By another party-line vote, the Ohio House of Representatives on Wednesday approved a bill requiring more information from would-be voters in order for their last-resort provisional ballots to be complete.
The Senate, again solely with Republican votes, swiftly ratified House changes to Senate Bill 216 and forwarded it to Gov. John Kasich. It marked the third voting-related bill to reach the governor’s desk in the last week.
He already has signed the first two, which affect early voting and absentee ballots.
Court challenges are inevitable.
“It seems like this General Assembly and the Republican Party are hell-bent on minimizing or restricting ballots being counted in the state of Ohio,” state Rep. Mike Foley (D., Cleveland) said. “... If you mess up and make a mistake, if you don’t check the right box … your vote’s not going to be counted.”
State Rep. Mike Dovilla (R., Berea) bristled at the contention by Democrats that the GOP was engaging in “voter suppression.”
“If indeed this or any elections bill that’s been enacted in this General Assembly constitutes such voter suppression, I would expect that the attorney general of the United States would file a lawsuit against the state of Ohio as he’s done in the state of North Carolina, the state of Texas, and other states around the country,” he said.
“In fact, the things we’re doing in election bills are not voter suppression,” Mr. Dovilla said. “They are an effort … to allow for common-sense reforms to the elections process.”
In the 2012 presidential election, Ohioans cast 208,044 provisional ballots, which are a last resort when there is some question about the would-be voter’s eligibility.
Such ballots are counted days after the polls close, once the voter’s eligibility checks out.
Of the provisional ballots cast, 34,299, or 16.5 percent, were thrown out, primarily because of registration problems or the vote was cast in the wrong precinct and polling place.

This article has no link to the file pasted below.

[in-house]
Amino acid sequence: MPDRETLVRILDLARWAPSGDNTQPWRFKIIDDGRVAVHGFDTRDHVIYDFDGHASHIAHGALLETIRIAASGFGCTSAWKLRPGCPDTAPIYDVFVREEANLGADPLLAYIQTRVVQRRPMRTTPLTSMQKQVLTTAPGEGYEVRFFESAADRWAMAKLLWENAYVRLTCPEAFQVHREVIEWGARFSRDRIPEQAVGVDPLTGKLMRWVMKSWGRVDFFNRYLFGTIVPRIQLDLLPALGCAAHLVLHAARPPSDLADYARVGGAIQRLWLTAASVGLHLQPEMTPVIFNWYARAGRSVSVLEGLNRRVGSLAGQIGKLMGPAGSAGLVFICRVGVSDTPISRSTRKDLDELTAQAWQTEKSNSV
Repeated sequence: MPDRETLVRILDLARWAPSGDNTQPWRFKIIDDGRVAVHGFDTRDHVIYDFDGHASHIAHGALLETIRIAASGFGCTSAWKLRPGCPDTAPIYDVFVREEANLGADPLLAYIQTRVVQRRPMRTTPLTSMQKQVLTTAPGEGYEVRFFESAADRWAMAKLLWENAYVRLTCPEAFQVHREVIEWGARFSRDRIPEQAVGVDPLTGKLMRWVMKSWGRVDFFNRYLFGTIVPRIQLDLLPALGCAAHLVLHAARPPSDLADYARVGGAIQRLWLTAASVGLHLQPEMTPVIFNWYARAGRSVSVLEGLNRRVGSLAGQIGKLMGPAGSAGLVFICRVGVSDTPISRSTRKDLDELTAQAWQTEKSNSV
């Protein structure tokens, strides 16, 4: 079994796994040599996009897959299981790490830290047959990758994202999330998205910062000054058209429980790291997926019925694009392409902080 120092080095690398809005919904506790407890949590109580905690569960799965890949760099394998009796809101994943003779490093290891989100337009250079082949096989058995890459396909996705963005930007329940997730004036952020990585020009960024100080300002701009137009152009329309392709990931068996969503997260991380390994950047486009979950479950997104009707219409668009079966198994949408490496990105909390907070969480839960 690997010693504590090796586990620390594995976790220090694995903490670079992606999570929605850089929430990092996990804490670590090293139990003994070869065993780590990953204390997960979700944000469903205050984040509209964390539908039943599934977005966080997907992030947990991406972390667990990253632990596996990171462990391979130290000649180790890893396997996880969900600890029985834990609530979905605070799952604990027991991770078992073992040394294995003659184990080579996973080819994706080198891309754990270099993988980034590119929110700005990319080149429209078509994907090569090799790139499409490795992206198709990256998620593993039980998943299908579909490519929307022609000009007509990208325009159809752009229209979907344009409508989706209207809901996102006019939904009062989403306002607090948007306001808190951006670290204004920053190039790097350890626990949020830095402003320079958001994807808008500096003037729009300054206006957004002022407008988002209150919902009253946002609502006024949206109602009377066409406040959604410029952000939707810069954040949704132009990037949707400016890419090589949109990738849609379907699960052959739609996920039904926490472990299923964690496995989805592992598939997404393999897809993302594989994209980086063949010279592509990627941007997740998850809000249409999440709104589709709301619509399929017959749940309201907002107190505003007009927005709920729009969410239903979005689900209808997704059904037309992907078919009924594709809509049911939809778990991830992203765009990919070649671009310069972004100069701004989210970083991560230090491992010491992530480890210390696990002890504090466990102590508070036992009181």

Senate Bill 216 adds the voter’s current address and date of birth to the field of information voters must supply when casting a provisional ballot.
It shortens from 10 days to seven the time period after the election for a provisional voter to prove his eligibility or correct a deficiency in the required information so that the vote will be counted.
Current law already requires the voter’s name and signature if he shows identification, and the last four digits of a Social Security number or the number from a valid identification card if he did not.
Addressing an issue that ended up in federal court prior to the 2012 presidential election — the so-called “right church, wrong pew” issue — the bill prohibits the counting of a provisional ballot when a voter is in the right polling place but at the wrong precinct table.
Democrats contend this change could punish voters because of poll-worker error and would disproportionately affect urban, minority, and Democratic voters more likely to live in counties with multiprecinct polling places than in rural, potentially more Republican counties.
On Friday, Mr. Kasich signed into law a bill cutting the early voting period from 35 days before the election to 29 days.
He signed another measure increasing the information required of voters for the casting and counting of absentee ballots and prohibiting any public official other than the secretary of state from mass mailing absentee-ballot applications to registered voters.
None of these bills dealt with in-person early voting hours, so Secretary of State Jon Husted this week set uniform hours for the Nov. 4 general election for all counties: 8 a.m. to 5 p.m. on weekdays beginning on Oct. 7 and from 8 a.m. to 4 p.m. on two Saturdays, Oct. 25 and Nov. 1.
There will be no early voting on the Sunday and Monday immediately preceding the election.
By Jim Provance - The Blade, Toledo, Ohio (MCT)
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